Most failed treatment occurs because of inappropriate treatment choices due to inaccurate or lazy diagnosis. Just because treatment has failed in the past doesn’t mean you are unfixable, it means you need a better assessment and an appropriate treatment plan. There is no guesswork in treating “TMD”
Author: Nigel Smith
What is a locked jaw?
A locked jaw occurs when the disc/the cartilage that sits behind the jaw joint slides forward and forms a mechanical block, which prevents your jaw from opening. When this occurs, your movement is significantly limited and you are unable to fit more than 2 fingers in your mouth.
Most people who experience a locked jaw have a history of sporadic clicking and when the jaw locks the clicking stops. It is important to note that if the clicking returns this is a good thing as the click itself is the disc/cartilage moving back into place as you overcome the mechanical block it has formed. It is also important to note that not every clicking jaw will become locked. A consistent, pain-free unchanging click that you have had for years is unlikely to become unstable and lock. It is the recent onset clicking, the sporadic clicking or changing click that warrants ongoing investigation.
A locked jaw requires immediate referral to a Physiotherapist with experience in locked jaws and/or referral to an Oral Surgeon in cases where we are unable to relocate the disc.
Author: Nigel Smith
Dislocation refers to the displacement of the temporomandibular joint disc or condylar head within the joint complex. Appropriate treatment resides in individual patient progression post injury, additional trauma and the extent of secondary complications and soft tissue contribution. Cases are typically seen through emergency department, Oral and Maxillofacial surgery, dentist or GP in some cases prior to referral to the clinic. However, in some cases we may also have direct contact without referral. The two typical kinds of dislocation we see include disc displacement without reduction (anterior or posteriorly placed) or condylar displacement secondary to compromised ligamentous integrity.
We typically refer on for further imaging such as Cone beam CT or MRI (preferably) through either specialist or GP for Medicare rebate purposes and a diagnostic baseline. Conservative management is attempted in communication with the associated referrer and if they are unresponsive to conservative management early on, we ensure referral to Oral and Maxillofacial surgery for further assessment and management. We typically expect 45-55 mm of movement in depression ROM (opening availability).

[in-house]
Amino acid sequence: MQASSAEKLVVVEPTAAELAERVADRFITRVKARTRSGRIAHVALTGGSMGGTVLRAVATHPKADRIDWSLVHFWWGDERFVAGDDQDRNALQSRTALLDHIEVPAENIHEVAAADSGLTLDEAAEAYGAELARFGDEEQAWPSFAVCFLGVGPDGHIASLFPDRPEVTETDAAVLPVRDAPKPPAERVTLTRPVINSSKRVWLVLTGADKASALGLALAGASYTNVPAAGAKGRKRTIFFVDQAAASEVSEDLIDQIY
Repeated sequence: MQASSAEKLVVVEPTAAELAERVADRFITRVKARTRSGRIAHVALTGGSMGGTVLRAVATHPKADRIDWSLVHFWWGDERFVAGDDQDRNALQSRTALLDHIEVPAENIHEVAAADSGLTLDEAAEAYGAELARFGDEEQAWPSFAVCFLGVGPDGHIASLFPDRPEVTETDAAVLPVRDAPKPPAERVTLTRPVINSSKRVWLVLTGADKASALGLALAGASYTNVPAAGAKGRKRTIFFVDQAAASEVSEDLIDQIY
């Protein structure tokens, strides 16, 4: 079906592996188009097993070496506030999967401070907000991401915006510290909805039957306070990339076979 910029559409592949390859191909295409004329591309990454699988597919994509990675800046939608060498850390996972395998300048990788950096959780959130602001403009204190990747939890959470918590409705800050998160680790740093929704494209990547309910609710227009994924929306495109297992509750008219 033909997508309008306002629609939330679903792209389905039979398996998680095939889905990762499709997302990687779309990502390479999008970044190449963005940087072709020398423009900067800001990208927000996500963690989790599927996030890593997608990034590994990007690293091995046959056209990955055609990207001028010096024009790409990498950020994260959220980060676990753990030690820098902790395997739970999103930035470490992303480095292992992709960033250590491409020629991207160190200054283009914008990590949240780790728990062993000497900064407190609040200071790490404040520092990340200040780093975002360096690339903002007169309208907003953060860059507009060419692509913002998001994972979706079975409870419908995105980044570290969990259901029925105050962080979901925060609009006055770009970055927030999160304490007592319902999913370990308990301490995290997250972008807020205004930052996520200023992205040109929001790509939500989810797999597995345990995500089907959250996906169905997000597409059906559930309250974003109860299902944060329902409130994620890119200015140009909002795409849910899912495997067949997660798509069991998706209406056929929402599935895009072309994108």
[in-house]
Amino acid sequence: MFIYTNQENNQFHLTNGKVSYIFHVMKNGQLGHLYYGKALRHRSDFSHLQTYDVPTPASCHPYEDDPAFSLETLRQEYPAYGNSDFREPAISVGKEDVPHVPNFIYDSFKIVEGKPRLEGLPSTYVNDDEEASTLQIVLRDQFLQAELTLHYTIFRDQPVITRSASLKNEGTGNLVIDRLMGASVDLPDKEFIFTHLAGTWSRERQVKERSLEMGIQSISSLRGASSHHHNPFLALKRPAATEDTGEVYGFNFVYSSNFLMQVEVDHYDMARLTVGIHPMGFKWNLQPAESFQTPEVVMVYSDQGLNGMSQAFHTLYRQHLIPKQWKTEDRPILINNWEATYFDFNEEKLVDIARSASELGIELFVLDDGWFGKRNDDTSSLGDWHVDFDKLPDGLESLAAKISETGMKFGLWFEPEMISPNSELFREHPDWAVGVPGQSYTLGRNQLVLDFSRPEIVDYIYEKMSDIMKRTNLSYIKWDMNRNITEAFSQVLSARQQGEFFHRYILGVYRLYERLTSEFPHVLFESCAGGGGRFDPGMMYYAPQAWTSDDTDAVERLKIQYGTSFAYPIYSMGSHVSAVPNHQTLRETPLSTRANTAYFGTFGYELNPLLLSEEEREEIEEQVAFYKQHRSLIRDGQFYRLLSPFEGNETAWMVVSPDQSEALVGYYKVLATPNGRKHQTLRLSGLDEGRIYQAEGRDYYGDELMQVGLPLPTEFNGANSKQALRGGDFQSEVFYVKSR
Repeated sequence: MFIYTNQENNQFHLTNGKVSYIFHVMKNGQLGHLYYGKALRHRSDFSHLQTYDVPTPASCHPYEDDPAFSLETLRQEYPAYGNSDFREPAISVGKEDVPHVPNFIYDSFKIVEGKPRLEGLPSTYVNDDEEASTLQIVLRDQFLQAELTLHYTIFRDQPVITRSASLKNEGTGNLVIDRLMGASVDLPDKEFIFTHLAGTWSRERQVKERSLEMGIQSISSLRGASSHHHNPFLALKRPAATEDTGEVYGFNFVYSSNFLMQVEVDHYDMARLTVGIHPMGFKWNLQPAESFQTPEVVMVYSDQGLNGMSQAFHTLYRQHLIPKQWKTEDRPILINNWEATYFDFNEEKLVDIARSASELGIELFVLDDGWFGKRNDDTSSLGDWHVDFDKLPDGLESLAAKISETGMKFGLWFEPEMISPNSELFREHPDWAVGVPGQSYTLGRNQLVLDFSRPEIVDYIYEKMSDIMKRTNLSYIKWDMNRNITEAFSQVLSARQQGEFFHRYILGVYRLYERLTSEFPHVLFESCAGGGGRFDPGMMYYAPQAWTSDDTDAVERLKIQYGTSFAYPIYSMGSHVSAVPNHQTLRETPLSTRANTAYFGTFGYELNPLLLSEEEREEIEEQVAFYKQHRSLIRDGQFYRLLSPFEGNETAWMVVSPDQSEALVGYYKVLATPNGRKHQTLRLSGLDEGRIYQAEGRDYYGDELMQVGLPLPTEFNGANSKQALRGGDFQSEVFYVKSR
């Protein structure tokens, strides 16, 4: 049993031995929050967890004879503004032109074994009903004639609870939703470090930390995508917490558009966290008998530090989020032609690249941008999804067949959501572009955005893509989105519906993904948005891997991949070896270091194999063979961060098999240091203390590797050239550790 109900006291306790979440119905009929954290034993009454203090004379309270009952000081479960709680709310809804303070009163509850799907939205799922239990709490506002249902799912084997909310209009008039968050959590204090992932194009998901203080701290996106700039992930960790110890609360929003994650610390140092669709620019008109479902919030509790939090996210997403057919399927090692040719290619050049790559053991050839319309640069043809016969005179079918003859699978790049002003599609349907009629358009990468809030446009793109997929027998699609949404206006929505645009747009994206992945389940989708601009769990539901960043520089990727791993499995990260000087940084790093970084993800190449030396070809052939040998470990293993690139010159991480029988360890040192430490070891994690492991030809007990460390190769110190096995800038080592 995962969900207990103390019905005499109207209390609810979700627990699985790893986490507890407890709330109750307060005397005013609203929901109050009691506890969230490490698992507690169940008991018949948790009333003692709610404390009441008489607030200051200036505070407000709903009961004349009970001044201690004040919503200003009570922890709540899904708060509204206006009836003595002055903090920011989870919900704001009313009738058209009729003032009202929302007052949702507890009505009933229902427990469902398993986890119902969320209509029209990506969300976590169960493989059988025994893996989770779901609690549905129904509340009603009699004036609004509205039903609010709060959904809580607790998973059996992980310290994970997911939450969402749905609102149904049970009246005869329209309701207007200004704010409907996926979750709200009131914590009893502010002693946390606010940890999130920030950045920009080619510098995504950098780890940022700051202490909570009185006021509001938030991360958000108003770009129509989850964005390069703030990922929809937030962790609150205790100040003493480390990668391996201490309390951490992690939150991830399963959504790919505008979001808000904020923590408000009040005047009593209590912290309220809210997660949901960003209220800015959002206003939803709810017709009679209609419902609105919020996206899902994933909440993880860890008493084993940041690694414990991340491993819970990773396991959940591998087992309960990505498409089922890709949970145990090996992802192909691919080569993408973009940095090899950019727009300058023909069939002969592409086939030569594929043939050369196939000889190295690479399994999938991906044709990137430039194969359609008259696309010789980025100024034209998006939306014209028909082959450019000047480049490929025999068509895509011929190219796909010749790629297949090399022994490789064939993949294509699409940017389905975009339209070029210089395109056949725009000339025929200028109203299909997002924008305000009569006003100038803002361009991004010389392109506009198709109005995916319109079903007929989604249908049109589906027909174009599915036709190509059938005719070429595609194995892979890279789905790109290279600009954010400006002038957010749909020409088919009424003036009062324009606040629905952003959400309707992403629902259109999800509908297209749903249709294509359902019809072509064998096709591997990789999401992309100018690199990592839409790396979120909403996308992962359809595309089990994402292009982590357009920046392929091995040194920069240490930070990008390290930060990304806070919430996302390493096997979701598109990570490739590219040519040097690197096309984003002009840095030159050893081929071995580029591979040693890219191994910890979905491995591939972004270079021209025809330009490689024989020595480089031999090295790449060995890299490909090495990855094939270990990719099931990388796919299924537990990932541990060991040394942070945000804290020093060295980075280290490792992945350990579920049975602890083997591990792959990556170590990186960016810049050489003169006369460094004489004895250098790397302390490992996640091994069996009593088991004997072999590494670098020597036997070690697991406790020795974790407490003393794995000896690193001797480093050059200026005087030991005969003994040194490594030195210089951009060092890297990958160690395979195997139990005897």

However, the minimum normal range is 40 mm, and limited opening in combination with self-reported restriction on a side that may have previously resolved with a click is often reported by the patient. Typically, there has been a history of intermittent clicking prior to this. Depending on the nature of the dislocation, it may reduce quickly in which case the emphasis is largely on strengthening the stabilizes and maintaining functionality to avoid subsequent displacement. More restricted closed lock conditions or chronic displacement often require more intensive capsular de-loading to release the posterior capsule and support reduction of the disc. This is accompanied with motor control exercises, pterygoid strengthening and postural retraining to encourage movement patterns, head positioning and a jaw posture.
On initial assessment we expect ipsilateral condylar translation limitation due to blocking of the disc, and the contralateral condyle translating past the point of blocking. This limitation is felt quite clearly through palpation of the joint on that side. From a rehab perspective it is therefore critical to reinforce midline translation to avoid secondary capsular restriction, spasming and hyper-translation of the contralateral joint as a result of altered movement patterning.
Author: Nigel Smith
Fractured Jaws explained
Motor vehicle accidents, sporting injuries and assaults are all common causes of jaw fractures. Jaw fractures are usually diagnosed at hospital with either an x-ray or CT scan. Depending on the type and location of fracture you will either require surgery or a period of immobility. During this period of immobility you will be required to go on a soft/liquid diet, avoid excessive jaw movements with brushing and speaking and you may also require splint therapy. During this time Physiotherapist treatment will primarily focus on your upper neck, which is commonly a secondary source of pain following jaw trauma and plays a large role in the posture, positioning and function of your jaw.
Once your fracture has healed, your Physiotherapist will begin to mobilise and stretch your jaw joint to assist in regaining your opening range and jaw function. During this period you will also be required to do some exercises at home to regain the strength, control and coordination of your jaw muscles.
Author: Nigel Smith
Clenching or Grinding Jaw
Do you suffer from Clenching or Grinding?
Bruxism is the term used to describe habitual clenching or grinding of the teeth and is a sign of oral para-function. Factors that contribute to the prevalence of bruxing include stress, anxiety, an abnormal or uncomfortable bite which is common in those suffering from sleep apnoea with 70% also complaining of bruxing.
Night bruxing may be identified by a partner or family member who can see or hear when you grind at night or, by a dentist who can identify physical signs such as excessive wearing of the teeth and scalloping of the tongue. Other signs of night bruxing include a dull headache and jaw tenderness first thing in the morning, as well as catching yourself with your teeth tightly closed at night.
The normal resting jaw posture during the day is with your tongue on the roof of the mouth, teeth apart, lips together, breathing through the nose. Day bruxing occurs when you find yourself resting with your teeth pressed firmly together. Treatment of bruxism commonly involves splint therapy to unload the jaw during the night and to protect your teeth from further damage. Physiotherapy is most effective for day bruxism and typically requires retraining of the postural muscles of your neck and jaw.
Author: Nigel Smith
Headache, Neck & Jaw Conditions We Treat
Our Brisbane clinics specialise in the treatment of head, neck and jaw conditions, many of which are notoriously difficult to treat. If you’re experiencing symptoms of any of the following problems, our team has the expertise and training to help.
Jaw and Orofacial Pain
Neck Pain and Trauma
Whiplash and Nerve Pain
Vertigo & Dizziness
Singing / Vocal